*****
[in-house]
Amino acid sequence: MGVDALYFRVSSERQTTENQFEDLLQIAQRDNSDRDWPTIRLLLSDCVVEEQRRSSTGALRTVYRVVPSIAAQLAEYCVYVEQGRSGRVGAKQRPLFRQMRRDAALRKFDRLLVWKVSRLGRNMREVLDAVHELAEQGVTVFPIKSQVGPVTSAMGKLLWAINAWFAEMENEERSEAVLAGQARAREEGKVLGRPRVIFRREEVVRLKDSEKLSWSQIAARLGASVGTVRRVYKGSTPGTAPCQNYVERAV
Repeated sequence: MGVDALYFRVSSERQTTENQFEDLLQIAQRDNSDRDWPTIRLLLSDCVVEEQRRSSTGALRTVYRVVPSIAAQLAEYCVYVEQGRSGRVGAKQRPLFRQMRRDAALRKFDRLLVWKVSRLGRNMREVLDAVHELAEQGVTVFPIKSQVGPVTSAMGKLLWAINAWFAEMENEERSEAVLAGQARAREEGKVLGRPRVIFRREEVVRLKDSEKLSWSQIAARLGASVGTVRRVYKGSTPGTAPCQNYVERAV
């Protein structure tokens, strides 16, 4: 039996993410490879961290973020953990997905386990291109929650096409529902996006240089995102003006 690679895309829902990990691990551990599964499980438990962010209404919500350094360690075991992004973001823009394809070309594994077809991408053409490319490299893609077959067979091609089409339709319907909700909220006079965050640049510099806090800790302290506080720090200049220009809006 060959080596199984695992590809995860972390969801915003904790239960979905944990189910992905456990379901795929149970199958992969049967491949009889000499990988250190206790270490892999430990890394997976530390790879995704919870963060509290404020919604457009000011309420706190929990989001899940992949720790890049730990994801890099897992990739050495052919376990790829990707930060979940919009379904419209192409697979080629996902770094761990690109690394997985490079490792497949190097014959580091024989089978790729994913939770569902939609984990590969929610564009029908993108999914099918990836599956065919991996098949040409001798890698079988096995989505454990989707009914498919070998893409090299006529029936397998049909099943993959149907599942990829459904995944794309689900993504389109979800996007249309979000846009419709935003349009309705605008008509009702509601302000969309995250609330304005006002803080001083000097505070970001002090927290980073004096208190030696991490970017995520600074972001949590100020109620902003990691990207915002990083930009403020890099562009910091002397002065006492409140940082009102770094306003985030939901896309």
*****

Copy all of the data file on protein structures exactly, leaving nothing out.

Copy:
[in-house]
Amino acid sequence: MGVDALYFRVSSERQTTENQFEDLLQIAQRDNSDRDWPTIRLLLSDCVVEEQRRSSTGALRTVYRVVPSIAAQLAEYCVYVEQGRSGRVGAKQRPLFRQMRRDAALRKFDRLLVWKVSRLGRNMREVLDAVHELAEQGVTVFPIKSQVGPVTSAMGKLLWAINAWFAEMENEERSEAVLAGQARAREEGKVLGRPRVIFRREEVVRLKDSEKLSWSQIAARLGASVGTVRRVYKGSTPGTAPCQNYVERAV
Repeated sequence: MGVDALYFRVSSERQTTENQFEDLLQIAQRDNSDRDWPTIRLLLSDCVVEEQRRSSTGALRTVYRVVPSIAAQLAEYCVYVEQGRSGRVGAKQRPLFRQMRRDAALRKFDRLLVWKVSRLGRNMREVLDAVHELAEQGVTVFPIKSQVGPVTSAMGKLLWAINAWFAEMENEERSEAVLAGQARAREEGKVLGRPRVIFRREEVVRLKDSEKLSWSQIAARLGASVGTVRRVYKGSTPGTAPCQNYVERAV
């Protein structure tokens, strides 16, 4: 039996993410490879961290973020953990997905386990291109929650096409529902996006240089995102003006 690679895309829902990990691990551990599964499980438990962010209404919500350094360690075991992004973001823009394809070309594994077809991408053409490319490299893609077959067979091609089409339709319907909700909220006079965050640049510099806090800790302290506080720090200049220009809006 060959080596199984695992590809995860972390969801915003904790239960979905944990189910992905456990379901795929149970199958992969049967491949009889000499990988250190206790270490892999430990890394997976530390790879995704919870963060509290404020919604457009000011309420706190929990989001899940992949720790890049730990994801890099897992990739050495052919376990790829990707930060979940919009379904419209192409697979080629996902770094761990690109690394997985490079490792497949190097014959580091024989089978790729994913939770569902939609984990590969929610564009029908993108999914099918990836599956065919991996098949040409001798890698079988096995989505454990989707009914498919070998893409090299006529029936397998049909099943993959149907599942990829459904995944794309689900993504389109979800996007249309979000846009419709935003349009309705605008008509009702509601302000969309995250609330304005006002803080001083000097505070970001002090927290980073004096208190030696991490970017995520600074972001949590100020109620902003990691990207915002990083930009403020890099562009910091002397002065006492409140940082009102770094306003985030939901896309």